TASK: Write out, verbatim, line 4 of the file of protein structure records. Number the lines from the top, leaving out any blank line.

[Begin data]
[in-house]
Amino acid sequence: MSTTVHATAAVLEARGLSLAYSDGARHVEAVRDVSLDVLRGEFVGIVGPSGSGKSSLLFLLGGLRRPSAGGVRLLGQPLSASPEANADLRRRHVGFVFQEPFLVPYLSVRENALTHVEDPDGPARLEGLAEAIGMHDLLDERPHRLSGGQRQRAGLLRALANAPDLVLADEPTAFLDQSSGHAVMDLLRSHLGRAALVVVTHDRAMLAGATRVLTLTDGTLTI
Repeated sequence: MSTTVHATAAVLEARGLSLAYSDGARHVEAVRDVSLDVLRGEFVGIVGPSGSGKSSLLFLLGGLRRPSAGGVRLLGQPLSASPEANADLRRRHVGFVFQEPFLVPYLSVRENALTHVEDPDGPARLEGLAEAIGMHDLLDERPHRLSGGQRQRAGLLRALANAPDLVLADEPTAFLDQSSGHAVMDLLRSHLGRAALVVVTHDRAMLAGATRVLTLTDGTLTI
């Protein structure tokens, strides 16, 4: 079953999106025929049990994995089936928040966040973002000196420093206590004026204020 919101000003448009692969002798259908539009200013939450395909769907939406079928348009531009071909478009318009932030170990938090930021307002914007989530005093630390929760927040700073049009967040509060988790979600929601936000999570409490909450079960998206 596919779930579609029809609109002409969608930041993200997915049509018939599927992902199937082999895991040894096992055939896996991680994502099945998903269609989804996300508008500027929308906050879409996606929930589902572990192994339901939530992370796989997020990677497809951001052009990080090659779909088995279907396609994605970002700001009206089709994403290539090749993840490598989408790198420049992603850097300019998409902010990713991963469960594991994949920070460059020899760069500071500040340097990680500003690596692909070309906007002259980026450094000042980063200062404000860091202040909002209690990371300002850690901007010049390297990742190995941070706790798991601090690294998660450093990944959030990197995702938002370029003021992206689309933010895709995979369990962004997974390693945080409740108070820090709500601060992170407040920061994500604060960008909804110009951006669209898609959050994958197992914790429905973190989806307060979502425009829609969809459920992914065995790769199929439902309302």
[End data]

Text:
């Protein structure tokens, strides 16, 4: 079953999106025929049990994995089936928040966040973002000196420093206590004026204020 919101000003448009692969002798259908539009200013939450395909769907939406079928348009531009071909478009318009932030170990938090930021307002914007989530005093630390929760927040700073049009967040509060988790979600929601936000999570409490909450079960998206 596919779930579609029809609109002409969608930041993200997915049509018939599927992902199937082999895991040894096992055939896996991680994502099945998903269609989804996300508008500027929308906050879409996606929930589902572990192994339901939530992370796989997020990677497809951001052009990080090659779909088995279907396609994605970002700001009206089709994403290539090749993840490598989408790198420049992603850097300019998409902010990713991963469960594991994949920070460059020899760069500071500040340097990680500003690596692909070309906007002259980026450094000042980063200062404000860091202040909002209690990371300002850690901007010049390297990742190995941070706790798991601090690294998660450093990944959030990197995702938002370029003021992206689309933010895709995979369990962004997974390693945080409740108070820090709500601060992170407040920061994500604060960008909804110009951006669209898609959050994958197992914790429905973190989806307060979502425009829609969809459920992914065995790769199929439902309302």